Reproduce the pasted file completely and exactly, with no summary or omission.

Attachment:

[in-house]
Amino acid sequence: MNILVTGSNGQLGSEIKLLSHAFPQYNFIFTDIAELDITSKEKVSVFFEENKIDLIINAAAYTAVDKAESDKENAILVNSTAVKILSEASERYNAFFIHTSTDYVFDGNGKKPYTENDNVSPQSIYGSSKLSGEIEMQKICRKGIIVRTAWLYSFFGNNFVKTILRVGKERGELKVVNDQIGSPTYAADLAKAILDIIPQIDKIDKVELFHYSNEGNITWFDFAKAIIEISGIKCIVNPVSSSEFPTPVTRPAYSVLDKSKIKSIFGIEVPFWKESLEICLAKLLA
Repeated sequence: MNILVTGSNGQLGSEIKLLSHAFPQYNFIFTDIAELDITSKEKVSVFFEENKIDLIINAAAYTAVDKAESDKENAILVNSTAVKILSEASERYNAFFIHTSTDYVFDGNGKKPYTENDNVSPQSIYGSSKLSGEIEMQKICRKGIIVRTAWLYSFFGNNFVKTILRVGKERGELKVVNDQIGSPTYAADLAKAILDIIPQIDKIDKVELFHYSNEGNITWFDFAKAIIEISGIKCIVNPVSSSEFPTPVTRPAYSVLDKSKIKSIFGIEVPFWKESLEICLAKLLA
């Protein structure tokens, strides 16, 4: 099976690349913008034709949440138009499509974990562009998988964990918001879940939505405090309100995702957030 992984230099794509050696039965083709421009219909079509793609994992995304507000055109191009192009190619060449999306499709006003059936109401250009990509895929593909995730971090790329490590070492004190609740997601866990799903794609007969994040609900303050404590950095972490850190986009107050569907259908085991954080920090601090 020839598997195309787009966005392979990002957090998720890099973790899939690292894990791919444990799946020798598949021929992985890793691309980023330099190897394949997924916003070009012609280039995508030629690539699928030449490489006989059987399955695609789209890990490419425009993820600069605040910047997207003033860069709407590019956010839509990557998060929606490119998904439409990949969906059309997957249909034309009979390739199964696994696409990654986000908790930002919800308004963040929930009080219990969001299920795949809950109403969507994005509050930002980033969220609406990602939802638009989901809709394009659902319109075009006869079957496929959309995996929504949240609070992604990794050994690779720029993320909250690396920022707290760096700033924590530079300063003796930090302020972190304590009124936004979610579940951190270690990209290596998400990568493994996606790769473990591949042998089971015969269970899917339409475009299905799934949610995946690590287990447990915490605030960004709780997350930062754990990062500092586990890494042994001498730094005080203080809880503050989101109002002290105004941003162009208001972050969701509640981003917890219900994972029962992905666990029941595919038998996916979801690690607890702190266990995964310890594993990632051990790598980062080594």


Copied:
[in-house]
Amino acid sequence: MNILVTGSNGQLGSEIKLLSHAFPQYNFIFTDIAELDITSKEKVSVFFEENKIDLIINAAAYTAVDKAESDKENAILVNSTAVKILSEASERYNAFFIHTSTDYVFDGNGKKPYTENDNVSPQSIYGSSKLSGEIEMQKICRKGIIVRTAWLYSFFGNNFVKTILRVGKERGELKVVNDQIGSPTYAADLAKAILDIIPQIDKIDKVELFHYSNEGNITWFDFAKAIIEISGIKCIVNPVSSSEFPTPVTRPAYSVLDKSKIKSIFGIEVPFWKESLEICLAKLLA
Repeated sequence: MNILVTGSNGQLGSEIKLLSHAFPQYNFIFTDIAELDITSKEKVSVFFEENKIDLIINAAAYTAVDKAESDKENAILVNSTAVKILSEASERYNAFFIHTSTDYVFDGNGKKPYTENDNVSPQSIYGSSKLSGEIEMQKICRKGIIVRTAWLYSFFGNNFVKTILRVGKERGELKVVNDQIGSPTYAADLAKAILDIIPQIDKIDKVELFHYSNEGNITWFDFAKAIIEISGIKCIVNPVSSSEFPTPVTRPAYSVLDKSKIKSIFGIEVPFWKESLEICLAKLLA
């Protein structure tokens, strides 16, 4: 099976690349913008034709949440138009499509974990562009998988964990918001879940939505405090309100995702957030 992984230099794509050696039965083709421009219909079509793609994992995304507000055109191009192009190619060449999306499709006003059936109401250009990509895929593909995730971090790329490590070492004190609740997601866990799903794609007969994040609900303050404590950095972490850190986009107050569907259908085991954080920090601090 020839598997195309787009966005392979990002957090998720890099973790899939690292894990791919444990799946020798598949021929992985890793691309980023330099190897394949997924916003070009012609280039995508030629690539699928030449490489006989059987399955695609789209890990490419425009993820600069605040910047997207003033860069709407590019956010839509990557998060929606490119998904439409990949969906059309997957249909034309009979390739199964696994696409990654986000908790930002919800308004963040929930009080219990969001299920795949809950109403969507994005509050930002980033969220609406990602939802638009989901809709394009659902319109075009006869079957496929959309995996929504949240609070992604990794050994690779720029993320909250690396920022707290760096700033924590530079300063003796930090302020972190304590009124936004979610579940951190270690990209290596998400990568493994996606790769473990591949042998089971015969269970899917339409475009299905799934949610995946690590287990447990915490605030960004709780997350930062754990990062500092586990890494042994001498730094005080203080809880503050989101109002002290105004941003162009208001972050969701509640981003917890219900994972029962992905666990029941595919038998996916979801690690607890702190266990995964310890594993990632051990790598980062080594």